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How Students Can Combat Stress, Depression, and Anxiety

How Students Can Combat Stress, Depression, and Anxiety

As the first term of the school year comes to a close, and with finals on the horizon, many students are facing burnout and excessive levels of stress. This, in turn, can also trigger elevated levels of anxiety and depression, because let’s face it: crunch time at school is never easy.

Many people don’t realize that there are physical side effects associated with stress, depression, and anxiety. The physical implications of these overwhelming feelings include, but are not limited to: headaches, stomach pains, anger, irritability, and changes in blood pressure, appetite, sex drive, and sleeping patterns.

In order to excel at educational endeavors, students must not sink into stress and other cognitive conditions. They must figure out ways of coping with and addressing roadblocks to scholastic success. It’s not always easy, but there are many ways to swim back to the surface!

1. Practical Stress Management Techniques

School and stress oftentimes go hand and hand, especially around tests and final exams. Fortunately, there’re a plethora of ways to take stress ‘by the horns’. Meditation, exercise, seeking tutoring and pursuing creative endeavors are all fantastic ways to reset and brush off stress.

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2. Meditating To Clear Your Busy Brain

An article by Grade Potential Tutoring highlights an approachable meditation technique that will aid in melting away stress for students of any age.

  • Sit in a comfortable position and focus your attention on your breathing.
  • Count each breath. Breathe in, breathe out, one, breathe in, breathe out, two, etc.
  • Continue until you reach ten and then start again.
  • If you lose count, go back to one.
  • If you have any thoughts or become aware of outside noises, acknowledge them, then let them go and return to your meditation.
  • Continue the exercise for five to fifteen minutes.

As you become more practiced in this meditation, you may wish to do it for longer periods of time and focus on the feel of your breath as it enters and leaves your body.

Other forms of meditation can also be helpful with stress management. There are many guides on meditation in previous Lifehack articles. These include meditation tipstechniques, and suggestions on meditation apps to help clear your head.

3. A Boost of Endorphins Can Defeat Stress

Sometimes the best way to work through stress is to distract your body and mind in a healthy way. Whether you’re casually burning calories or dedicated to a routine at a gym, getting your blood pumping helps alleviate stress.

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Personally, my favorite way to experience positive emotions associated with elevated endorphins is to go on a long bicycle ride. I also enjoy hiking when weather permits.

But no matter what you’re doing to exercise, both your mind and body will thank you.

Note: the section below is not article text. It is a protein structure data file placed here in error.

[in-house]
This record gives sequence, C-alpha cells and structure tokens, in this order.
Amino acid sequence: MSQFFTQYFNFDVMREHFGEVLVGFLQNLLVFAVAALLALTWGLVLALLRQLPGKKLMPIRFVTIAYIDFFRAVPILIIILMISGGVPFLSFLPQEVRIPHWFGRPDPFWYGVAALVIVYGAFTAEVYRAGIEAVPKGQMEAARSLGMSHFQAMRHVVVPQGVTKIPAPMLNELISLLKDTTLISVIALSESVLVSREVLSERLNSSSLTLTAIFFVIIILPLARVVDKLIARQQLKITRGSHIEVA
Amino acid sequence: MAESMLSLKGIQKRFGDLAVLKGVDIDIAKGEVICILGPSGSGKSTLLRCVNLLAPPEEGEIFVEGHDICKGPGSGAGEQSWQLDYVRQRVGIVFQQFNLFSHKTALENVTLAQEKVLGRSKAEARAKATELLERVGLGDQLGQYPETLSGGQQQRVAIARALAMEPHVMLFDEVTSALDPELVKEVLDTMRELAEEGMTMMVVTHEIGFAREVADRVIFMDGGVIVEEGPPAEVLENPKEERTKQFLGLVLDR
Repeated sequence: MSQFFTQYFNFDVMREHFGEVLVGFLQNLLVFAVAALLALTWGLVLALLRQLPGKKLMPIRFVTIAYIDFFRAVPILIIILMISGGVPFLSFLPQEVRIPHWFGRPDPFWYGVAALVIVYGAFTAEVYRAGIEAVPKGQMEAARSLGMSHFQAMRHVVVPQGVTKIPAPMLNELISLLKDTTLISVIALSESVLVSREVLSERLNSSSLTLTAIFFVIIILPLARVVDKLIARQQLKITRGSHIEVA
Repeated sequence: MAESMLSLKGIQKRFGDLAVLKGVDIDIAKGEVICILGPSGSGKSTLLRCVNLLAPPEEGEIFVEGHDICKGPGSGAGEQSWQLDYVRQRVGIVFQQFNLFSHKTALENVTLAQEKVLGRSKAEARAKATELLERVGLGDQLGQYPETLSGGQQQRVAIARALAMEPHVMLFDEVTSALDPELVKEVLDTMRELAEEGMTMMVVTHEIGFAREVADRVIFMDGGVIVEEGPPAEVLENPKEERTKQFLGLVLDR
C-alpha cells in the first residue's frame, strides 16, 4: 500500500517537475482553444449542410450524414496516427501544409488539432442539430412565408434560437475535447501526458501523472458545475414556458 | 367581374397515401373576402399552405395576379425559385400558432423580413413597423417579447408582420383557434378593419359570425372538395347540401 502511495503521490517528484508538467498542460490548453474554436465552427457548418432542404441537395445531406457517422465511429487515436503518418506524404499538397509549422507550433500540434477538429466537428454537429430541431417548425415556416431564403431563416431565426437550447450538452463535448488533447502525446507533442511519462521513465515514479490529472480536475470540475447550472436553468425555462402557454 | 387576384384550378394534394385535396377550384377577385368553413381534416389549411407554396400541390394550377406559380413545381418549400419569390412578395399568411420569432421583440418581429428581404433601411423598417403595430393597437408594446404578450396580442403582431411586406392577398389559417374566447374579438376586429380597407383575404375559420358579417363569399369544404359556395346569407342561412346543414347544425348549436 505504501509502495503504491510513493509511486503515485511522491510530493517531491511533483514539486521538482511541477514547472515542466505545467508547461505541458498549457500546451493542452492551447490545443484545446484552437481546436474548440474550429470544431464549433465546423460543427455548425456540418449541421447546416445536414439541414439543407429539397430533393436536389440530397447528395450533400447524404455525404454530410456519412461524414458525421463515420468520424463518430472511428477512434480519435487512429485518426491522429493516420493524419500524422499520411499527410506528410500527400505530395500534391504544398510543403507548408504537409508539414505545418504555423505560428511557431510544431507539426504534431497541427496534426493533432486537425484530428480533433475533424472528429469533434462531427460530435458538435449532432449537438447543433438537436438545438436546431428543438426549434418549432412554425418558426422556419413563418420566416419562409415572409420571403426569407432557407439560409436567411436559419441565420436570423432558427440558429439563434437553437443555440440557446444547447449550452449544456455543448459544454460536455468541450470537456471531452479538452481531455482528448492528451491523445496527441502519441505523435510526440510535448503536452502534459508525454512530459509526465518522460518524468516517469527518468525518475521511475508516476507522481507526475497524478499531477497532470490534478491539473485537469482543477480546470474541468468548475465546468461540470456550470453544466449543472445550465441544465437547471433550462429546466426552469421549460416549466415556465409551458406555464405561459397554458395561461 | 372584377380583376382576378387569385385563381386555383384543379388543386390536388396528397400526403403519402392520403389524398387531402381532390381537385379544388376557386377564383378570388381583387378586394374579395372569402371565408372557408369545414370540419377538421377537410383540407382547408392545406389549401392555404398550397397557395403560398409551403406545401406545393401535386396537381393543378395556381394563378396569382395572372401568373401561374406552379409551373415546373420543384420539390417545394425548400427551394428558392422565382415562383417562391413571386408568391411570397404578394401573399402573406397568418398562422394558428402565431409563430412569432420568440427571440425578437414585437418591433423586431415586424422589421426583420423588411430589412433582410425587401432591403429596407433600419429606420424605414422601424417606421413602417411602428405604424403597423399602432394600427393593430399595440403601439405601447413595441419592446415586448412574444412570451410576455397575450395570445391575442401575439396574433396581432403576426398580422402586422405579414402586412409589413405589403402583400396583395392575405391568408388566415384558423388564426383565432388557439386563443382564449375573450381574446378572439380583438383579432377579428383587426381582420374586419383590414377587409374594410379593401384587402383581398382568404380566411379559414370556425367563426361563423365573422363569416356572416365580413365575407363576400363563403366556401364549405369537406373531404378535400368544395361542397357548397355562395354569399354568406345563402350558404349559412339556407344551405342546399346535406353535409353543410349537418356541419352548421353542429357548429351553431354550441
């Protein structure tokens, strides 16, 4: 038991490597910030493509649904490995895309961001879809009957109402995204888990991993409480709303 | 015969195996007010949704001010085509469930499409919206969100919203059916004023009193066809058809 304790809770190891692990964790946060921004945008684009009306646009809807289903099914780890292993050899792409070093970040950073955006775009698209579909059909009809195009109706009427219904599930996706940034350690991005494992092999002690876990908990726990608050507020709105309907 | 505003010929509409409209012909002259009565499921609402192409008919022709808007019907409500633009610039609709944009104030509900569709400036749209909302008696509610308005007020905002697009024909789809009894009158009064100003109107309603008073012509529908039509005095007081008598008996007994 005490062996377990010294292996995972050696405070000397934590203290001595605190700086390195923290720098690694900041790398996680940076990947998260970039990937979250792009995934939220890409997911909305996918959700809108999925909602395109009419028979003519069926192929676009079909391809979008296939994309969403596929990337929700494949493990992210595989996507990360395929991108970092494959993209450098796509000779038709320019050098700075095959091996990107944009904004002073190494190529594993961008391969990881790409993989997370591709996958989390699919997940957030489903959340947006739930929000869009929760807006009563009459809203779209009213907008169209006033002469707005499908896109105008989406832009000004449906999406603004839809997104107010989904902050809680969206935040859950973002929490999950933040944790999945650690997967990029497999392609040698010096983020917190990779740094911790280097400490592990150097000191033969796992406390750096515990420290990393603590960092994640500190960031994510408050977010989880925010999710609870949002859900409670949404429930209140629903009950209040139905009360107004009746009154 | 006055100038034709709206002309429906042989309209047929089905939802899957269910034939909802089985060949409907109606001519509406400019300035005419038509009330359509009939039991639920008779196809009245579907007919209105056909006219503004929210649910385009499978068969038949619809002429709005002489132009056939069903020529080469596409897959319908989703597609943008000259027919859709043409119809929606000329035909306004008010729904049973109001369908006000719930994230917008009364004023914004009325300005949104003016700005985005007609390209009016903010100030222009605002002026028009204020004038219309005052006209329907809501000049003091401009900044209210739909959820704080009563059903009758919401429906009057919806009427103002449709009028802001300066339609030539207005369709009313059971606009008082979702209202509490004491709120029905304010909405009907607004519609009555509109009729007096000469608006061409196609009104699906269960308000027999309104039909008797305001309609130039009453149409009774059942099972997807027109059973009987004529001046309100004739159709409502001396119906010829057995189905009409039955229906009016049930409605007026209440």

4. Tutors Are Nothing to Be Ashamed Of

Oftentimes, a particularly challenging course can get the best of students and stress is a corollary byproduct. This doesn’t mean that you’re any less intelligent for struggling, it just may require a little extra dedication in order to be successful.

If struggles become persistent, oftentimes a tutor can be a roadmap to navigating your success.

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5. Relocating Perpetuates Stress

A major stressor for students, especially college students and those studying abroad, is moving. Whether moving to a dorm at your hometown university or relocating across the world, it’s usually undeniably stressful.

An article by Life Storage, titled 5 Essential Tips for a Less Stressful Move offers these crucially important moving tips:

  • Prepare to be disorganized. You can’t move in a day, so slow down and move at a logical pace.
  • Pack a transition bag. Toiletries, medications, a few sets of clothes, and of course, important electronics and accessories should be packed separately.
  • Set aside move-in supplies. This includes items such as tools, cooking/cleaning supplies, a first aid kit, and bedding.
  • Declutter storage areas first. You want access to closets, cupboards, and dressers first thing!
  • Make a check-off list and schedule easy-to-forget moving tasks. Plan this a month or more in advance so that you won’t stress as much when moving day inevitably sneaks up on you.

6. Students Face Depression and Anxiety As Well

On top of feeling overwhelmed and stressed, many students also face depression and anxiety. Of the large number of students recently surveyed for the National College Health Assessment, 33% were severely depressed and 55% were overwhelming anxious.

Mental illnesses are still frequently encapsulated by heavy, unwarranted stigmas. So learning to live with these type of cognitive conditions can be a huge challenge, especially when bullying or unfair pressures are persistent.

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All of the above-mentioned techniques for managing stress segue into treating depression, anxiety, and other mental illness. But it’s important to mention that counseling and/or medications may be necessary to live more comfortably with depression and anxiety.

The best starting point is consulting family and close friends you trust for help and guidance; then seeking help and support from counselors or other professionals becomes much more comfortable.

Remember that approaching depression and anxiety starts by getting support from those you trust and is built up by counseling, medications, or a combination of the two.

If seeking counsel is difficult due to insurance issues or other limitations, many universities offer counseling services at a sliding scale payment. This means you pay what you can afford because your seeking help is mutually beneficial to graduate students in this line of work, and of course, yourself!